Last year, Sunak faced a significant rebellion on planning reform in which almost 50 Tory MPs forced the Government to back down over mandatory housing targets. Sunak was forced to drop compulsory housebuilding targets from the Levelling-up and Regeneration Bill after Chipping Barnet MP Theresa Villiers gained significant support for an amendment that sought to scrap them. Senior Conservatives who backed the Villiers amendment included Damian Green, Priti Patel and Esther McVey. As a concession the Prime Minister replaced mandatory targets with advisory ones. 

Another ex-cabinet minister said the relationship between government and MPs outside of cities would need to be “tightened up” if similar rebellions were to be avoided in future.

“It is about the government making sure it doesn’t fight on more than one front," they said.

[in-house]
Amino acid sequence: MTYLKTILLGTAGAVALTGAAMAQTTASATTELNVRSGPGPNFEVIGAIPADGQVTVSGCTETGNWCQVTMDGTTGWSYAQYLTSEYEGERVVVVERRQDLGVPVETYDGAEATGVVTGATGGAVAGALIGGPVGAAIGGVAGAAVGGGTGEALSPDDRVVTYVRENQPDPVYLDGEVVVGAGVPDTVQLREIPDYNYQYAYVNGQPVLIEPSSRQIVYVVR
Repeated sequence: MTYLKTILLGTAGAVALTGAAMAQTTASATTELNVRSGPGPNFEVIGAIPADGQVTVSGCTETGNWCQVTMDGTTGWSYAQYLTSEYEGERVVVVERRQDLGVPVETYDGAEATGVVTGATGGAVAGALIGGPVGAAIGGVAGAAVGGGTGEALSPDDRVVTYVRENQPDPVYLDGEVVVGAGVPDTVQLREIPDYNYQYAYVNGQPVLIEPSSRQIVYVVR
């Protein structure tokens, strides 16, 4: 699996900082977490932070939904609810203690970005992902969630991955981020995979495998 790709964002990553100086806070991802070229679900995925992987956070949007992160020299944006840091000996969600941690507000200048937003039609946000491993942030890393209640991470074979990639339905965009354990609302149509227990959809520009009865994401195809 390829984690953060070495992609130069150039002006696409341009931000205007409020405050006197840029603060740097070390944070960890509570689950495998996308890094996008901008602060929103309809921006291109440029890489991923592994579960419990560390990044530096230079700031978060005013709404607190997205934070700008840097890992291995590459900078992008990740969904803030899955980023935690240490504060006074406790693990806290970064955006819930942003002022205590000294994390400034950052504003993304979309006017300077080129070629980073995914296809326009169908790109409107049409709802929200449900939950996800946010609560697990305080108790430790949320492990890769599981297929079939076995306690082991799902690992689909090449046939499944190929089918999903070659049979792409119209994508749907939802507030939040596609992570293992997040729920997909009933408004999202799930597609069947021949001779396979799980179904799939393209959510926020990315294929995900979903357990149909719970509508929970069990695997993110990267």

"It is politically possible to focus building in the cities, so long as that means the pressure for housing elsewhere is scrapped, because MPs outside of the cities will back it.”

Michael Gove housing
Housing Secretary Michael Gove promised "radical action to unlock the supply of new homes" last week

One senior Conservative was also frustrated over what they perceived as lack of ambition from government to build more homes – despite Gove’s pledge to build a million more homes. They claimed it was “sad” the Conservative Party had not been “more adventurous” on delivering its “own manifesto” commitments, and that Government had been “contradicting” itself.

“All the policies that have emanated through, and the legislation that came out through Michael [Gove’s] department do not back up delivering housing… There’s a factual thing there, they’re not doing it,” the MP said. 

Over the last two decades housing has become increasingly unaffordable, with the problem even more acute in London, according to the Office for National Statistics. The average house price in the UK has increased from £151,633 in January 2005 to £285,785 in May 2023.